Royal newlyweds grace Centre Court
Royal command performance
The All England Club usually prides itself on precision, running Wimbledon as a well-oiled machine.
So when the traditional Royal Box list was not in its usual media room pigeonhole this morning, there was no doubt something was up. Speculation was immediate: The Royal Box was going to host some visitors high up the royal lineage.
Just a few minutes before 1 p.m. when Centre Court action was about to start, the list came out and didn't disappoint. The newlyweds were here -- the Duke and Duchess of Cambridge were at the top of the list. Prince William wore a traditional suit, and his wife, Kate, wore a stylish, sleeveless white dress that made her look cool and collected.
The Royals watched Britain's Andy Murray convincingly beat Richard Gasquet of France 7-6 (3), 6-3, 6-2. Murray learned only right before the match that two of the most watched people in the world would watch him. He was given no official instructions to bow to them, as he had been last year, when the queen came to watch.
After winning, Murray went to the middle of the court and waved to the fans. He then made an impromptu decision to make a deep bow to the duke and duchess, which had the young couple laughing.
"I think it's great for tennis any time you can get the royals to come along and watch," Murray said. He had an opportunity to meet the couple later on, then quipped about the audience. "I would have shaved. I was thinking to myself as I came off [that] I was sweaty and very hairy."
World No. 1 Caroline Wozniacki has now played in 18 consecutive Grand Slam main draws and reached a major final only once, at the 2009 U.S. Open.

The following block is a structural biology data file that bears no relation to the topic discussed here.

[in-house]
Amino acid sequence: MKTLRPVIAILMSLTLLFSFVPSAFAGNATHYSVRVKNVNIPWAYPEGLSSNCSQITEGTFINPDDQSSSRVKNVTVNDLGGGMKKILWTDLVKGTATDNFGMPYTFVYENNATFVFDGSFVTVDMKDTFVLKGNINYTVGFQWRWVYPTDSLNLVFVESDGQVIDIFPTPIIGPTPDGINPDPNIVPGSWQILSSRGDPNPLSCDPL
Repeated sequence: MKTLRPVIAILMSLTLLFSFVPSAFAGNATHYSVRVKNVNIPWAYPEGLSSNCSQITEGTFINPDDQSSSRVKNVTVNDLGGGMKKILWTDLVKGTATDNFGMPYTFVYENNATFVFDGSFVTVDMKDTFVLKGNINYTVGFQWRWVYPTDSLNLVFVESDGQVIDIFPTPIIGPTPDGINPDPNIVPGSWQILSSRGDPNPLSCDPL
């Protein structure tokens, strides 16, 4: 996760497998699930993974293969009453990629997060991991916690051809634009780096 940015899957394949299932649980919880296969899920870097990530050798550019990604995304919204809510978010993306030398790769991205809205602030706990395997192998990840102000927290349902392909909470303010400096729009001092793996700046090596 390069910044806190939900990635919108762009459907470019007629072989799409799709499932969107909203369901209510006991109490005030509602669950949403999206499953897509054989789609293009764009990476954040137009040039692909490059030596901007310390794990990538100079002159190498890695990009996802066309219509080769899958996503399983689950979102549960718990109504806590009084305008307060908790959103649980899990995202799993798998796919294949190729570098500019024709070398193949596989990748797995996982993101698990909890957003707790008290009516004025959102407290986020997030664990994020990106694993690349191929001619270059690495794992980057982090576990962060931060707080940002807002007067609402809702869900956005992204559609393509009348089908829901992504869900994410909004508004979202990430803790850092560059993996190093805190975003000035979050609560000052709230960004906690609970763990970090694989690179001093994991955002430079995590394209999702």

She has reached at least the quarterfinals at every Grand Slam except Wimbledon. And after her third consecutive Wimbledon fourth-round loss on Monday -- Dominika Cibulkova of Slovakia sent her packing 1-6, 7-6 (5), 7-5 -- Wozniacki will once again fail to win a Grand Slam trophy.
ESPN commentator Pam Shriver put Wozniacki's inability to make an impact at a Grand Slam under the microscope.
"We're just not used to seeing the No. 1 player in the world crumble at majors," Shriver said. "I think it's getting to be more of a burden on Wozniacki, the No. 1 thing. She's there by an unusual set of circumstances; Venus and Serena [Williams] out and Justine [Henin] retiring a couple of years ago. She'd be better off being under the radar a little bit more and developing her game than having this pressure, which is not doing her any good right now."
It's no secret that many of the players have superstitions they adhere to while they're playing. We all know how Rafael Nadal lines up his water bottles and pulls at his shorts, to name just a few of his rituals.
Nadal is not the only player who likes to follow patterns. Novak Djokovic, ranked one spot below Nadal at No. 2, also has his shtick.
"I do not have a superstition," Djokovic said after moving into the quarterfinal with a 6-3, 6-3, 6-3 win over Michael Llodra of France. "I have routines. I would call them routines that I try to respect prior to each match. More or less, I don't take a shower in the same shower [in the locker room], for example."